When it comes to baking, there are some basic ingredients that come into play in just about every recipe. This includes foods like flour, sugar and eggs. These are ingredients that every baker, professional or novice, must be familiar with. This guide provides some fundamental information about these key baking ingredients.
Flour is used across the board in the culinary world, providing structure and body for baked goods, a thickening agent in sauces, and a non-stick coating for batters and breads. Flour is a very important part of baking, as it provides a base texture and structure for many baked goods, from pancakes to pie crusts. Flour contains protein and contributes structure and mass to baked goods. Depending on the flour used, it can even contribute flavor. >>Learn More
Sugar is perhas the most recognized sweetener in the baking world. Sugar is available in different varieties; white, brown, powdered and even more exotic types, but all of these add sweetness to a recipe. Beyond being a sweetener, sugar actually maintains a complex role in baked goods. Sugar can contribute texture, including creaminess in frostings, crunchiness in cookies, and tender moistness in cakes. Sugar carmelizes when exposed to high heat, perfect for creating the hardened topping on a crème brulee. Refined sugar is 99 percent pure sucrose, which is made up of equal parts glucose and fructose. This molecular structure provides an essential function when it comes to baked goods, and so using a sugar alternative in recipes calling for sugar will often result in a different end-product. >>Learn more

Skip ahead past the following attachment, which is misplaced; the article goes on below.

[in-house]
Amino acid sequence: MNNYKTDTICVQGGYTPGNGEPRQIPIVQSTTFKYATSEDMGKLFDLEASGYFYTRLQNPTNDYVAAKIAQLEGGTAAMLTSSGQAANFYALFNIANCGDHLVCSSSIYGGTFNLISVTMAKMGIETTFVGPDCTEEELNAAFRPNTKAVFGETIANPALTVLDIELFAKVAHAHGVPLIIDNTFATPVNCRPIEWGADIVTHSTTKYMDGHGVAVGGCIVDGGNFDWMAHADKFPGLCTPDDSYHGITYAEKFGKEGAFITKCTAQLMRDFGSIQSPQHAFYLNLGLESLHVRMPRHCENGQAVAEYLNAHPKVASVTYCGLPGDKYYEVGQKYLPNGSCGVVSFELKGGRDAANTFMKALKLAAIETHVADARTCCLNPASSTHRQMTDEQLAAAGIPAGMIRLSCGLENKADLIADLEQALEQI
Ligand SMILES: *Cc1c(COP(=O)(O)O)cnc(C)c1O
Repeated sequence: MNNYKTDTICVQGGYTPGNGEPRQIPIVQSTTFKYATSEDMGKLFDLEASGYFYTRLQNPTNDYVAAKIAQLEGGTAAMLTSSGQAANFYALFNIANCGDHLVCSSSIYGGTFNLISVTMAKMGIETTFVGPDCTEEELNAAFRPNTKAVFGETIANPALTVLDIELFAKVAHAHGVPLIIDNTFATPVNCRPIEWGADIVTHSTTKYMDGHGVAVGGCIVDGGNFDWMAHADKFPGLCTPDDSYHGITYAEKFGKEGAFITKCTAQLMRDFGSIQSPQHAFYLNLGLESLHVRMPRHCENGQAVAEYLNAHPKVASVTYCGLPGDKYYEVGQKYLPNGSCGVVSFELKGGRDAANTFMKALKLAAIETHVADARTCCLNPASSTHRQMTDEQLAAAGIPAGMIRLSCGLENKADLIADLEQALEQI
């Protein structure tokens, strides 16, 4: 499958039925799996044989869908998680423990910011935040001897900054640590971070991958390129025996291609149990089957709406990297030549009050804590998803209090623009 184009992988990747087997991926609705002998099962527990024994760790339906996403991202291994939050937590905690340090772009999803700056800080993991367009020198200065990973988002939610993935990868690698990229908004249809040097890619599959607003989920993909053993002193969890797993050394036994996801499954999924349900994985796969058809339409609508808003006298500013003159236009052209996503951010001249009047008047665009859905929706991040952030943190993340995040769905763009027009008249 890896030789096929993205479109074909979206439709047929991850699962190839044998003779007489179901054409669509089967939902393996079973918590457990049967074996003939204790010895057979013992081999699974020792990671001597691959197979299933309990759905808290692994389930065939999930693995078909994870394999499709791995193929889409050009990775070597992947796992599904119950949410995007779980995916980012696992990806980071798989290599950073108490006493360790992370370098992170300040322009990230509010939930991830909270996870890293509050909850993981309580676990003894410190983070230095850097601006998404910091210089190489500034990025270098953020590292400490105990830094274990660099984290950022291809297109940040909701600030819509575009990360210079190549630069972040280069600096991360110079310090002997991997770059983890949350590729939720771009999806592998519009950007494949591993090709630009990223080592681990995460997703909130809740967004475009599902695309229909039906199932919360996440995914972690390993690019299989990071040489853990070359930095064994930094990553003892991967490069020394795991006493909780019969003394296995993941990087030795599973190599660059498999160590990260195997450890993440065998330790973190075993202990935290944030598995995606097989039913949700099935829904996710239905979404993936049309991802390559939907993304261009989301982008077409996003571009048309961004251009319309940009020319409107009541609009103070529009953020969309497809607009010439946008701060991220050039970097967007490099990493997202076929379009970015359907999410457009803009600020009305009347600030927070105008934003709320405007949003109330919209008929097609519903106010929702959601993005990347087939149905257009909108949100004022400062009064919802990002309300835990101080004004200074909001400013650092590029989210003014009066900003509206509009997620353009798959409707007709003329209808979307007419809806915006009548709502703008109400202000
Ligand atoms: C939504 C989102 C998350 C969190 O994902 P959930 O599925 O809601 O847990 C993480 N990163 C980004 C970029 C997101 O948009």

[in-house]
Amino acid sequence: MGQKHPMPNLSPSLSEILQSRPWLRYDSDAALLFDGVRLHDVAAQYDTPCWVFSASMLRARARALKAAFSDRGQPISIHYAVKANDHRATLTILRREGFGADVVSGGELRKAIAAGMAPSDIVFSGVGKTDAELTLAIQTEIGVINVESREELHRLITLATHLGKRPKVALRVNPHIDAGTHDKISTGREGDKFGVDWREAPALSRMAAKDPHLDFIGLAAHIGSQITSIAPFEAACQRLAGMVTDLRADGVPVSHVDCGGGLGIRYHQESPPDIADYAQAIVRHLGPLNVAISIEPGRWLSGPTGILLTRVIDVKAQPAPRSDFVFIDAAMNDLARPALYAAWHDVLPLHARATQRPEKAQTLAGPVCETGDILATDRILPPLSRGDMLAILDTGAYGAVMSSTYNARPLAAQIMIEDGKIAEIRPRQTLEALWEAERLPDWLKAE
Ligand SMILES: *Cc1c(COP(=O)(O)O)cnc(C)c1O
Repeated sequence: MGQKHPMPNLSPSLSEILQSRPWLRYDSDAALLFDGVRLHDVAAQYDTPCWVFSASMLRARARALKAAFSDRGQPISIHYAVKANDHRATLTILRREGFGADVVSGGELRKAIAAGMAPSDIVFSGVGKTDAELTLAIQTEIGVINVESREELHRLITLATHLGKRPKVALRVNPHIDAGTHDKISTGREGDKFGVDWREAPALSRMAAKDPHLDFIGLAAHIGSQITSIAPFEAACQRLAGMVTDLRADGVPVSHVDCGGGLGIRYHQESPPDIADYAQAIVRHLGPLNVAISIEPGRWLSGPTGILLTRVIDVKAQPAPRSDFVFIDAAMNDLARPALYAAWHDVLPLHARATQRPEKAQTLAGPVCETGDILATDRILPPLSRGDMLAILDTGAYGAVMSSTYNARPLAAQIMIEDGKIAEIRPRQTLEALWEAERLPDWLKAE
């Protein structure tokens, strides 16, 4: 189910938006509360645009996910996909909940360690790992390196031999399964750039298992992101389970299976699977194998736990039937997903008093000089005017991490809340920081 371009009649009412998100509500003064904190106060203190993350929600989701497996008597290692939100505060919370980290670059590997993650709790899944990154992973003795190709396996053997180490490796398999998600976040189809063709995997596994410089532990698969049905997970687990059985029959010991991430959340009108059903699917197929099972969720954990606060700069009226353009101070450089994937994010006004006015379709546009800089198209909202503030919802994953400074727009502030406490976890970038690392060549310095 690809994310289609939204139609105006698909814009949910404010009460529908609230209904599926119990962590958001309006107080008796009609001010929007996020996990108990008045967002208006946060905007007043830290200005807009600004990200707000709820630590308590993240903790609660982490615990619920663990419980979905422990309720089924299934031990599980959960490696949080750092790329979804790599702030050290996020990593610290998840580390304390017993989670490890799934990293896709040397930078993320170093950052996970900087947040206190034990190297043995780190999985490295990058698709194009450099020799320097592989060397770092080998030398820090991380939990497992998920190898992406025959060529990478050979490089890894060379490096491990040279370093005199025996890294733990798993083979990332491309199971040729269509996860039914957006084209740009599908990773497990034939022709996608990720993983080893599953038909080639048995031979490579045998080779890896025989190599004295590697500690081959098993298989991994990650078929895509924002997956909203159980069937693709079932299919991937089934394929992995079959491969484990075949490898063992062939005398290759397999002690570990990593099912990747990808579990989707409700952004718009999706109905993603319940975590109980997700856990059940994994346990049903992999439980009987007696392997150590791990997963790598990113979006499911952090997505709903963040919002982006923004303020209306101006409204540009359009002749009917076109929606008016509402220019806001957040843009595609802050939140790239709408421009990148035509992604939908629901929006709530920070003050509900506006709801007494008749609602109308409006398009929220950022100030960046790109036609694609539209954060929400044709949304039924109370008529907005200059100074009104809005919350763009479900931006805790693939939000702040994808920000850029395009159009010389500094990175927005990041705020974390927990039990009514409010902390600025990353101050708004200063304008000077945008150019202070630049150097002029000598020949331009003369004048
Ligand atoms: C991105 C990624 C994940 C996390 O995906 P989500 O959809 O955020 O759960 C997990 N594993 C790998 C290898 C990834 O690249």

As with flour, eggs provide a structural ingredient in baked foods. They are often considered leaveners, much like yeast or baking powder, and they assist in binding ingredients in a recipe together and providing a structure for baked goods as they rise. Eggs also add color to baked goods, such as brioche, a golden egg-based bread. Eggs are important thickeners in custards and other creamy foods, and they are even used as glazes for pastries and breads. Egg whites are the prime ingredient in meringues. >> Learn more
Butter is an ingredient of prime importance when it comes to baking. Butter is the result of churning cream until the fat—butter—separates from the liquid—buttermilk. Butter adds flavor and texture to baked goods, and can help keep foods fresher longer. Recipes call for melted, softened, room temperature and even cold butter, depending on the end product. Choose salted or unsalted, or even a replacement if it’s suitable for your application. >> Learn more
A leavener is something that helps a baked item to rise, or “leaven.” There are a few different types of leaveners used in baking, the most common of which include baking soda, baking powder and yeast. Baking soda and baking powder are considered chemical leaveners; both of these ingredients react with liquid and heat to produce gas bubbles that promote rising. These ingredients are vital in muffins, biscuits and pancakes. Yeast is not a chemical leavener but a naturally occurring bacteria, a critical component to most breads, and absent from flatbreads. Eggs also have leavening properties, and are essential in recipes like meringues and angel food cakes where a light, fluffy or airy texture is desired. >> Learn more about yeast